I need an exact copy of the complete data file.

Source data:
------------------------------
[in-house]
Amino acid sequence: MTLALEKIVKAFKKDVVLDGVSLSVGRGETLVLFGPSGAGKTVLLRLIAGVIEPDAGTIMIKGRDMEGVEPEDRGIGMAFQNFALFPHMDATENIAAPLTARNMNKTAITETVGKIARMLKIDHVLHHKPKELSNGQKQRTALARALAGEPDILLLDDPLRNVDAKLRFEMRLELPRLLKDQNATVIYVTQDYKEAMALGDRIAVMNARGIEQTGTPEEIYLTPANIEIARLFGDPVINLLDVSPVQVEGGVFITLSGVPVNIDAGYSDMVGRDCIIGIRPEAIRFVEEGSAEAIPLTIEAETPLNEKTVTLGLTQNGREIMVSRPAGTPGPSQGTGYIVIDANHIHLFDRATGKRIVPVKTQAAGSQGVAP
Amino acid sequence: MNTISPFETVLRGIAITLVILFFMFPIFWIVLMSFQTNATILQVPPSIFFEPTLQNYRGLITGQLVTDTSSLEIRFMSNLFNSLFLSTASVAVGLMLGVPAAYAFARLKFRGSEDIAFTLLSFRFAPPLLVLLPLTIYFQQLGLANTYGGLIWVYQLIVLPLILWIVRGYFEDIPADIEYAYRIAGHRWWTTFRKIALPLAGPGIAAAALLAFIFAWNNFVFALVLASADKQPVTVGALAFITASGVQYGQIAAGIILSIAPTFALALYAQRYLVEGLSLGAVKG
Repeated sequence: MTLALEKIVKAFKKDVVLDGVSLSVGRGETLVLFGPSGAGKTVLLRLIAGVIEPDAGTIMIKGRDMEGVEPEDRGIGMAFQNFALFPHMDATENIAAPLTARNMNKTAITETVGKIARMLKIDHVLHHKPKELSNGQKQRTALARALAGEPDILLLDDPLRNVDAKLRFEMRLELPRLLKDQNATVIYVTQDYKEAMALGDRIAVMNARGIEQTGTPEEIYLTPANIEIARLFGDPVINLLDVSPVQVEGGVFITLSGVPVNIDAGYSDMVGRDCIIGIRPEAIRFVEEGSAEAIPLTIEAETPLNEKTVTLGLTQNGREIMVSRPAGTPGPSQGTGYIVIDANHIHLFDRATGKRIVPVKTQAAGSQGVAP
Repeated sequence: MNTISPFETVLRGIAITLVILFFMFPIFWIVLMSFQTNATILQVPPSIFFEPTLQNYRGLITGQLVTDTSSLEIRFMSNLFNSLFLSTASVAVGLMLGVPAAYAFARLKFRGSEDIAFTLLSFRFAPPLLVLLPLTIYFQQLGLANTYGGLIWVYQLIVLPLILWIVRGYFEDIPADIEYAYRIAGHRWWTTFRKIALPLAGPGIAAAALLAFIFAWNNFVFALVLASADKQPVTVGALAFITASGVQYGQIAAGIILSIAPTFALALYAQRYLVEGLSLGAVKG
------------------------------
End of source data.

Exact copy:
[in-house]
Amino acid sequence: MTLALEKIVKAFKKDVVLDGVSLSVGRGETLVLFGPSGAGKTVLLRLIAGVIEPDAGTIMIKGRDMEGVEPEDRGIGMAFQNFALFPHMDATENIAAPLTARNMNKTAITETVGKIARMLKIDHVLHHKPKELSNGQKQRTALARALAGEPDILLLDDPLRNVDAKLRFEMRLELPRLLKDQNATVIYVTQDYKEAMALGDRIAVMNARGIEQTGTPEEIYLTPANIEIARLFGDPVINLLDVSPVQVEGGVFITLSGVPVNIDAGYSDMVGRDCIIGIRPEAIRFVEEGSAEAIPLTIEAETPLNEKTVTLGLTQNGREIMVSRPAGTPGPSQGTGYIVIDANHIHLFDRATGKRIVPVKTQAAGSQGVAP
Amino acid sequence: MNTISPFETVLRGIAITLVILFFMFPIFWIVLMSFQTNATILQVPPSIFFEPTLQNYRGLITGQLVTDTSSLEIRFMSNLFNSLFLSTASVAVGLMLGVPAAYAFARLKFRGSEDIAFTLLSFRFAPPLLVLLPLTIYFQQLGLANTYGGLIWVYQLIVLPLILWIVRGYFEDIPADIEYAYRIAGHRWWTTFRKIALPLAGPGIAAAALLAFIFAWNNFVFALVLASADKQPVTVGALAFITASGVQYGQIAAGIILSIAPTFALALYAQRYLVEGLSLGAVKG
Repeated sequence: MTLALEKIVKAFKKDVVLDGVSLSVGRGETLVLFGPSGAGKTVLLRLIAGVIEPDAGTIMIKGRDMEGVEPEDRGIGMAFQNFALFPHMDATENIAAPLTARNMNKTAITETVGKIARMLKIDHVLHHKPKELSNGQKQRTALARALAGEPDILLLDDPLRNVDAKLRFEMRLELPRLLKDQNATVIYVTQDYKEAMALGDRIAVMNARGIEQTGTPEEIYLTPANIEIARLFGDPVINLLDVSPVQVEGGVFITLSGVPVNIDAGYSDMVGRDCIIGIRPEAIRFVEEGSAEAIPLTIEAETPLNEKTVTLGLTQNGREIMVSRPAGTPGPSQGTGYIVIDANHIHLFDRATGKRIVPVKTQAAGSQGVAP
Repeated sequence: MNTISPFETVLRGIAITLVILFFMFPIFWIVLMSFQTNATILQVPPSIFFEPTLQNYRGLITGQLVTDTSSLEIRFMSNLFNSLFLSTASVAVGLMLGVPAAYAFARLKFRGSEDIAFTLLSFRFAPPLLVLLPLTIYFQQLGLANTYGGLIWVYQLIVLPLILWIVRGYFEDIPADIEYAYRIAGHRWWTTFRKIALPLAGPGIAAAALLAFIFAWNNFVFALVLASADKQPVTVGALAFITASGVQYGQIAAGIILSIAPTFALALYAQRYLVEGLSLGAVKG